Some of the photo spots will not accommodate as many photographers and video film makers as we would wish to place there. Usually we will repeat the run-pasts as often as it takes to make everyone happy. However, you should be very congenial and understanding to make the trip successful for everyone. Most of the participants will be used to squeezing into the tiniest spot, just occupying the space of their lens. Huge video tripods might not be possible in such circumstances. Most of the photo positions offer plenty of space for a large group, but a few don’t. Please keep in mind that our behaviour will be remembered. If we fight each other at the first tight spot, it will have a certain influence on our opportunity for the next photo spot.

We must get the agreement from the railway management for all of our positions. They will decline them for “safety” or “timetable” limitations if they consider that our behaviour is detriment to not only our safety, but theirs as well. If we are simply taking too long a time over them, then the number of run-pasts will simply be fewer than planned.

So, keep in mind what your mother told you on your first day at school - “Keep your nose clean and don’t annoy anybody”. Everyone wants to get the best results out of the tour!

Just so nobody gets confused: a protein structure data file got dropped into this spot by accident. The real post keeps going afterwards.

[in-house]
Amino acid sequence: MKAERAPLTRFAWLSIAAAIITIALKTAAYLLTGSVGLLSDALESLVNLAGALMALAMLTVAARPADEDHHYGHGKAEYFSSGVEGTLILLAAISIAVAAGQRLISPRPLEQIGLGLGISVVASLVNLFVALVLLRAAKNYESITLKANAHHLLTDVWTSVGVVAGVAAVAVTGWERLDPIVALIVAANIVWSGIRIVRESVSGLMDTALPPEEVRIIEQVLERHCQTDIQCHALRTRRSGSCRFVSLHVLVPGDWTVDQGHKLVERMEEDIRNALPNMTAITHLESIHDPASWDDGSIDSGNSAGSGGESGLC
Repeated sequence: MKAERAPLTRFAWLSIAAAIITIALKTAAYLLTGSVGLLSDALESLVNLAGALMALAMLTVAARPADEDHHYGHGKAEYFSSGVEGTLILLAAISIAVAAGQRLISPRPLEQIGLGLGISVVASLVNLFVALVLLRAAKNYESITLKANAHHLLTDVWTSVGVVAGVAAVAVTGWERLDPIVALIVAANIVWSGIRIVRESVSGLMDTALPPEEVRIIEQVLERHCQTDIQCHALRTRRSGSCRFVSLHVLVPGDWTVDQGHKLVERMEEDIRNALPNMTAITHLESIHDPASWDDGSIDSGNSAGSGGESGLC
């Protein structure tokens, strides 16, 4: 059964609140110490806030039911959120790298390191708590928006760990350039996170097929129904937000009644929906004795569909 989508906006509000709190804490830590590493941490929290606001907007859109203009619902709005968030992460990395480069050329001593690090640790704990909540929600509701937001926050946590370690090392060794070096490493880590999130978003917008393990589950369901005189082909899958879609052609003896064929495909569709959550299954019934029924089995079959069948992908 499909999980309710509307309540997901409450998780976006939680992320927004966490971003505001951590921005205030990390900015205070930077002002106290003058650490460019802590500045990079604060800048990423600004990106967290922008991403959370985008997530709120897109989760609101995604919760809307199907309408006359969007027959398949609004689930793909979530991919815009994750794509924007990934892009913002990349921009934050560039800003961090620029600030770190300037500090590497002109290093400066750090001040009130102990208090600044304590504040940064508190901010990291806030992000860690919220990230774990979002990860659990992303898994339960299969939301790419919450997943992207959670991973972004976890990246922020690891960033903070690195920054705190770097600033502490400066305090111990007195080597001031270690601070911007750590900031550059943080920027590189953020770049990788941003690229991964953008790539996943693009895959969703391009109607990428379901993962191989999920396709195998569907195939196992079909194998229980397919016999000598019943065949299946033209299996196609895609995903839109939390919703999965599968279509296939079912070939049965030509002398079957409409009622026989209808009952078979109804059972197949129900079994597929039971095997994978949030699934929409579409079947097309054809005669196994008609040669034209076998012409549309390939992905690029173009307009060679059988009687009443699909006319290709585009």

Broad gauge steam in Sri Lanka - photo charter trains

Disclaimer

We have three locomotives and some very aged rolling stock. Technical problems might occur, and there is no substitution, refund or any other compensation possible. This is the general risk of such tours, and you must agree to accept this if you want to take part.

Neither FarRail Tours Club, the state railway, nor the local agency JF Tours can be held responsible for or accept any liability whatsoever in the case of any accident, damage or delay. We suggest that you take out a comprehensive overseas accident and health insurance policy, as well as a trip cancellation insurance policy.

Broad gauge steam in Sri Lanka - photo charter trains

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Price

Sri Lanka
Coast Line Express & Mountain Railway 0 to 0 participants £0
06.02.2020 – 17.02.2020 Single room surcharge £0
Registration Deadline: 06.10.2019
Price not known yet

The price reduction for non-photographing partners is £315.

The price includes:

Not included are:

A picture of a freight train on the Coast line in 1974 - an emergency tender, five four wheel wagons and one combined break van/coach.

Broad gauge steam in Sri Lanka - historical picture